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Mark C. Butler, Jack M. Sullivan; A Novel, Real-Time, In Vivo Mouse Retinal Imaging System. Invest. Ophthalmol. Vis. Sci. 2015;56(12):7159-7168. doi: 10.1167/iovs.14-16370.
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© ARVO (1962-2015); The Authors (2016-present)
To develop an efficient, low-cost instrument for robust real-time imaging of the mouse retina in vivo, and assess system capabilities by evaluating various animal models.
Following multiple disappointing attempts to visualize the mouse retina during a subretinal injection using commercially available systems, we identified the key limitation to be inadequate illumination due to off axis illumination and poor optical train optimization. Therefore, we designed a paraxial illumination system for Greenough-type stereo dissecting microscope incorporating an optimized optical launch and an efficiently coupled fiber optic delivery system. Excitation and emission filters control spectral bandwidth. A color coupled-charged device (CCD) camera is coupled to the microscope for image capture. Although, field of view (FOV) is constrained by the small pupil aperture, the high optical power of the mouse eye, and the long working distance (needed for surgical manipulations), these limitations can be compensated by eye positioning in order to observe the entire retina.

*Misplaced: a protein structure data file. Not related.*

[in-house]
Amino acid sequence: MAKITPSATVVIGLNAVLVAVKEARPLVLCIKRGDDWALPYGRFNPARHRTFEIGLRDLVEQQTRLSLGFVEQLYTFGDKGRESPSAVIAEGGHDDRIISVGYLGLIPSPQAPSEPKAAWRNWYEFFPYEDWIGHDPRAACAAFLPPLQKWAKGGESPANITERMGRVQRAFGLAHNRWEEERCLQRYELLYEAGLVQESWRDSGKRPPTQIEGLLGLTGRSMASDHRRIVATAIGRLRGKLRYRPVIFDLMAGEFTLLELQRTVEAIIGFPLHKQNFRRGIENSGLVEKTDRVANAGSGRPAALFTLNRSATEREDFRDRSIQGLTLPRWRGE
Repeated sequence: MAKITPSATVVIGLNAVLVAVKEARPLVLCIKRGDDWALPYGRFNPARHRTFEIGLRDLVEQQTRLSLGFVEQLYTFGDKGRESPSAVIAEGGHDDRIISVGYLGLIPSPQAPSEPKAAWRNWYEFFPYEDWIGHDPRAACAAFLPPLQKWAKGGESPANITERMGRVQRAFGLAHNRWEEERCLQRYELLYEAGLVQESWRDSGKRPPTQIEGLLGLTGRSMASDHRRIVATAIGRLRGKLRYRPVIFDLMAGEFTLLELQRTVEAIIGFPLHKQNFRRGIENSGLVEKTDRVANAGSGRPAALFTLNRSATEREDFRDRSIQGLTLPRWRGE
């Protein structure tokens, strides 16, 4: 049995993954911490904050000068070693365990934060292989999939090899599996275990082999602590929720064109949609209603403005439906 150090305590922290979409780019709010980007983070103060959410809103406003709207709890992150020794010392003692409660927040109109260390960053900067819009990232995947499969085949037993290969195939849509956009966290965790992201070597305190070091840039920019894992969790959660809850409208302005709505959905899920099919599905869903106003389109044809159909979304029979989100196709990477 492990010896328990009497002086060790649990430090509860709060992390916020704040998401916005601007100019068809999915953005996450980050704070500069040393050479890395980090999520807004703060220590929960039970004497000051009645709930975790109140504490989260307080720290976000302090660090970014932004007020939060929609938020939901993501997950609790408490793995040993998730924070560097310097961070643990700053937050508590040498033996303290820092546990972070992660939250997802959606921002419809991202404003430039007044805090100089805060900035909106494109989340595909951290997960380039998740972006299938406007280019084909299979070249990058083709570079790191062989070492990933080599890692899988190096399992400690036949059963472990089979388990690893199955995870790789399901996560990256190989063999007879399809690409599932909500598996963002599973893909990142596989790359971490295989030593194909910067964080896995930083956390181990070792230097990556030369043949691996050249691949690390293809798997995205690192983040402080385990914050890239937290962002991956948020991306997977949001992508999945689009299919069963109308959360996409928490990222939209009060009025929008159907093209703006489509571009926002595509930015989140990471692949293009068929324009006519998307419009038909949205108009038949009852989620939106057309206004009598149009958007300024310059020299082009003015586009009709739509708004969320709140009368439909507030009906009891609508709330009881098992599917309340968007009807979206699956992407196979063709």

The retinal imaging system delivers an adjustable narrow beam to the dilated pupil with minimal vignetting. The optic nerve, vasculature, and posterior pole are crisply visualized and the entire retina can be observed through eye positioning. Normal and degenerative retinal phenotypes can be followed over time. Subretinal or intraocular injection procedures are followed in real time. Real-time, intravenous fluorescein angiography for the live mouse has been achieved.
A novel device is established for real-time viewing and image capture of the small animal retina during subretinal injections for preclinical gene therapy studies.
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